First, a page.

Boeing is comfortable with the relatively slower sales of the 777X series this year given the state of the large aircraft market.

Speaking to reporters in a briefing on the development of the new wide-body, vice-president and general manager 777X program Eric Lindblad says that the 340 orders from seven customers for the new jets thus far shows strong confidence in the program.

“It’s interesting, when you compare where we were at with the 777-300ER at the same reference point in development of that aircraft, the number of orders for the -300ER was 69. I think actually there is a lot of confidence in the 777X,” he says.

This year, the only 777X order announced was from Singapore Airlines, which placed a firm order for 20 777-9s.

Lindblad says the slow sales are more a reflection of the market, which has moved away from larger aircraft for the time being.

“I expect things to improve as customers need more lift and backfilling some of their fleet plans that they’ve got today. So I feel confident about what’s in front of us,” he adds.

The 414-seat 777-9 is a development of the hugely successful 777-300ER. The smaller -8 variant, with a nominal range of 8,700nm, is aimed at the long-range market.

This means that the -8 will take on the market segment covered by the 777-200LR, which has not enjoyed as much sales success as its larger sibling.

Flight Fleets Analyzer shows that there are presently orders for 53 777-8s from three operators, while 58 -200LRs are in service with 13 operators.

Despite that poor precedent, Lindblad says that the 777-8 should be able to achieve greater success.

“I anticipate that it will have a greater customer base than what you see with the -200LR. We also expect that the -9 will be our top seller,” he says.

The 777-9 will offer a 20% seat-mile cost advantage over the 777-300ER, or around 12% compared to the rival Airbus A350-1000, he adds.

The first three 777-9s are in various stages of manufacturing, with first flight of the type expected in 2019, and entry into service in early 2020.


(Ellis Taylor - FlightGlobal News)

Monday, December 4, 2017

Boeing focused on 777-8 tweaks to meet Qantas requirement

Boeing is focusing on tweaks it may be able to make to the 777-8 to meet Qantas’s requirement for an aircraft that can fly nonstop from Australia’s east coast to Europe.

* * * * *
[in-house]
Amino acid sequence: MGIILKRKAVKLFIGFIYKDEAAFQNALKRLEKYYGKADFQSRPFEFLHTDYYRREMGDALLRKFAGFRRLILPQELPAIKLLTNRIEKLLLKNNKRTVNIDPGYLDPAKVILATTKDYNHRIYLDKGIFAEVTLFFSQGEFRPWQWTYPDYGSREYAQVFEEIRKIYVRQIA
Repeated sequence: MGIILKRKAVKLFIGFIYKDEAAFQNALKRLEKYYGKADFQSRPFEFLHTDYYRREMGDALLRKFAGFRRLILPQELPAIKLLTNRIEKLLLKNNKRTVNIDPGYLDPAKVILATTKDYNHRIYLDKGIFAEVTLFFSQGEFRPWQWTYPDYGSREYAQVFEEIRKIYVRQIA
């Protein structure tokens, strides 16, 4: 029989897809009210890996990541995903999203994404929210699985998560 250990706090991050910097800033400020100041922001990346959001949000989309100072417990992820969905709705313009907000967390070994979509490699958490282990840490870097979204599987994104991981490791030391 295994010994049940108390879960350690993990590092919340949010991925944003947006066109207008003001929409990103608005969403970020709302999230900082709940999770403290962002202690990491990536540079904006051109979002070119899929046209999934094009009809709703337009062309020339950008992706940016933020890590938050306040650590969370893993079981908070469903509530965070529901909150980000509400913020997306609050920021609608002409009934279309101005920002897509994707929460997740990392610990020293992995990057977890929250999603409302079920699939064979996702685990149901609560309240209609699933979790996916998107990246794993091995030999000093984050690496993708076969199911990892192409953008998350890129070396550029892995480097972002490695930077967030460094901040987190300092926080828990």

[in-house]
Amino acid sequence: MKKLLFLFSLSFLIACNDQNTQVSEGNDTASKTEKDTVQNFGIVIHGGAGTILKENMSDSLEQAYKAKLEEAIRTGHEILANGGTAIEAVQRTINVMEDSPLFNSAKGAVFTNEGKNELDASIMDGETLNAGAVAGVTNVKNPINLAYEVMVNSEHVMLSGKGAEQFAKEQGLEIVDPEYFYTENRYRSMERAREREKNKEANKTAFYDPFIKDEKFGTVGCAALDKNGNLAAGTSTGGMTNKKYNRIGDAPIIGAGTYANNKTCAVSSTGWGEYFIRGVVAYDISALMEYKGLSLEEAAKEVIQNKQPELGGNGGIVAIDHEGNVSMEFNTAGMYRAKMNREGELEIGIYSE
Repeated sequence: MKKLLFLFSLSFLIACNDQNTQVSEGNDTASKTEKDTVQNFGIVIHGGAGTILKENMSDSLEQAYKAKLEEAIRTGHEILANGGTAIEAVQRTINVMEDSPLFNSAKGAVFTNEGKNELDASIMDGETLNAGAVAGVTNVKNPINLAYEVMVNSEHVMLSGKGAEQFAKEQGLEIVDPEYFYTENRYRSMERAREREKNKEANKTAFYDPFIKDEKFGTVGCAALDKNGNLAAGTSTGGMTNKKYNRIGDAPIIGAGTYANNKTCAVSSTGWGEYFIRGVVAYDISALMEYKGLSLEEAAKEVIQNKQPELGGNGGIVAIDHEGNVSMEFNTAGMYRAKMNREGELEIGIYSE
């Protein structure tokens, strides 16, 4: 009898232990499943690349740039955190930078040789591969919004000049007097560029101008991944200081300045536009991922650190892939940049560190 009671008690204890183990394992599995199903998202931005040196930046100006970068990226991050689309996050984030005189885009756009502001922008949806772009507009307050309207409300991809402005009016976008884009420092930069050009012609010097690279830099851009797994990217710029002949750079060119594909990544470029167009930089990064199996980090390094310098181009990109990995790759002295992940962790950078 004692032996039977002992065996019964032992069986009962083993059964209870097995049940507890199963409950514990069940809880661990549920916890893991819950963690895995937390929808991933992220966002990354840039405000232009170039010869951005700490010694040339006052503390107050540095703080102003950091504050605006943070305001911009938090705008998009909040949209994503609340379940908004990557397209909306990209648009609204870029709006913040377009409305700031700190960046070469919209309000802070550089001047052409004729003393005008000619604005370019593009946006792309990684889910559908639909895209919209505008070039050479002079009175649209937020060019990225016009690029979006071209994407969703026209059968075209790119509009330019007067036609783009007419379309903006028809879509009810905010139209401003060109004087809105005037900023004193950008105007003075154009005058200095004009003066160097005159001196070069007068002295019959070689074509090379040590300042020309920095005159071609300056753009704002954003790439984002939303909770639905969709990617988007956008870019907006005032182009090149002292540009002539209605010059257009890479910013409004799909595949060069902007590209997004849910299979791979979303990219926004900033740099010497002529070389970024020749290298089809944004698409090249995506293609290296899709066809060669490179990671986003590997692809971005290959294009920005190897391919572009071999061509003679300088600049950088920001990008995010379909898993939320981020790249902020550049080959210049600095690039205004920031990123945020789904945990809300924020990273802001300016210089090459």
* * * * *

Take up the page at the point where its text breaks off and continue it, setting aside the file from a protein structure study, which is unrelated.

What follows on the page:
Boeing’s vice-president and general manager of the 777X program Eric Lindblad says the 777-8 is the right platform for the Australian carrier, but admits that the manufacturer will have to tweak it to meet the expectation of carrying a full passenger load on nonstop services from Sydney to London and New York.

“Today we have more work to do to make that the right airplane to do that given the Qantas requirements. We also believe that it’s pretty dang close,” he tells reporters in a conference call.

Boeing’s 777X chief project engineer Michael Teal adds that it is looking at ways to achieve additional range from the -8, which is nominally set at 8,700m based on a 352-tonne maximum take-off weight.

“If you look at the exact airplane that we have on paper today - which is not a firm configuration - it falls short of all of their desires, but exceeds many of their desires,” he says.

One option is to increase the MTOW of the aircraft, which would allow it to carry more fuel in the enlarged wing. Teal says however that this would mean some trade-off in the aircraft’s available payload.

“We’ve got to work with them to find what that range balance is,” he adds.

Qantas threw down the gauntlet to Airbus and Boeing in August asking them for an aircraft that would be able to operate nonstop from Australia’s east coast to Europe and the US west coast with a full passenger load.

Airbus is expected to pitch its A350-90ULR to meet the mission requirements, but is also likely to require some modifications to meet Qantas’s needs.

The carrier is looking to launch the extended long-haul flights in 2022-23. More recently, chief executive Alan Joyce has said that the airline could place an order for that aircraft in 2019.